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Astrobiology & Milestone Moments for Life on Ancient Earth

Windows to other worlds: Antarctic lakes, astrobiology and milestone moments for life on ancient earth

As our ability to extend observations beyond earth improves, planetary scientists are looking anew to the potential for life on other planets – astrobiology.

But it’s about more than hunting for ET. Understanding how to look for extant, extinct or nascent life has astrobiologists looking backwards as well as outwards. How did life start on earth and crack the barriers in the way of getting to where it is today? What are the limits to life? And what are indisputable signs of life once there but now gone? These are some of the questions Professor Ian Hawes will address in his Inaugural Professorial Lecture on 15 August.

Analogue sites – places where conditions are believed to mimic those on early earth or other planets – are important to developing an understanding of what life might look like and leave behind, and Antarctic lakes are emerging as important analogues for a range of key moments.

The earliest records of life in the Earth’s rock record, stromatolites, some more than 3.5 billion years old and interpreted as produced by the trapping and binding of sediment by microbial communities. Over the last decade, Antarctic lakes have emerged as supporting a rich diversity of stromatolites, built by organisms similar to those around at the time. They are enhancing our understanding of life on earth for the billions of years when it supported only simple bacteria and archaea.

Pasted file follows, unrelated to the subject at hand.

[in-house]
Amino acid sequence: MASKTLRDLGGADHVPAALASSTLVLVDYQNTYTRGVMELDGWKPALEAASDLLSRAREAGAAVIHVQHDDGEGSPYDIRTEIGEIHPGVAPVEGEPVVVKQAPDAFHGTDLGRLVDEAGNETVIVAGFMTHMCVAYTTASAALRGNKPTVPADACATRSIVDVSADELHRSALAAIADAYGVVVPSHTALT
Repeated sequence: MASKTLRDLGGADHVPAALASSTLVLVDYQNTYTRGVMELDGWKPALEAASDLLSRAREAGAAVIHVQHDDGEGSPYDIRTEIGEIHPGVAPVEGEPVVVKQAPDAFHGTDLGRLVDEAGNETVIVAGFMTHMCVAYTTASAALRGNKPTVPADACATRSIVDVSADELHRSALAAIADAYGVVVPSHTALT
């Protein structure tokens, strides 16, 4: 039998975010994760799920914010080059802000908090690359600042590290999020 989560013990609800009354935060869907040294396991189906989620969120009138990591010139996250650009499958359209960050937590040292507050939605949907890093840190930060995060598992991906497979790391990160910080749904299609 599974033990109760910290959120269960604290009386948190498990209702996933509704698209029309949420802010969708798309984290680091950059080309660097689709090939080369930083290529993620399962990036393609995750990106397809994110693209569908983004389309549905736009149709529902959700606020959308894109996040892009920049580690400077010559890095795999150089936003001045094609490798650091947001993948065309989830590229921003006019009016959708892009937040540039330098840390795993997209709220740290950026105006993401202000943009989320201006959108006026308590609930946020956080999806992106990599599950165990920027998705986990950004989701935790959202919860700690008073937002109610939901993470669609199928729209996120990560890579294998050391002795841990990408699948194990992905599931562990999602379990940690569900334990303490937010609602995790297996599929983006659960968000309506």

Professor Hawes says that diving through the holes through thick ice of Antarctic lakes is “like dropping down a time tunnel and emerging in the microbial landscapes of the Precambrian”. Research on these Antarctic communities is shedding new insights into the conditions and organisation of life in that time, and what would be indisputable signs of life on planets where it once existed, but no longer.

An aquatic biologist, Professor Hawes is based in the University’s Coastal Marine Field Station in Tauranga. His research expertise includes geobiology, microbial ecology, plant physiology, limnology and oceanography.

Talking about extraordinary events in the evolution of life on earth such as the Great Oxidation Event (GOE) and the Cryogenian crisis, professor Hawes will also discuss the only known modern “oxygen oasis” he recently discovered with his collaborators in Lake Fryxell, Antarctica.

In his Inaugural Professorial Lecture, Professor Hawes will explain work being undertaken at the University’s centre for Antarctic research (and its partners), which aims to exploit the unique opportunities of Antarctic lakes to allow us to understand life on early Earth and other planets.

Professor Ian Hawes Inaugural Professorial Lecture Windows to other worlds: Antarctic lakes, astrobiology and milestone moments for life on ancient earth is on Tuesday 15 August starting at 5.15pm in the Concert Chamber at the Gallagher Academy of Performing Arts, University of Waikato. It is free and open to the public. Parking is free after 4.30pm in the University of Waikato’s Gate 1 (Knighton Road) carpark.


ENDS

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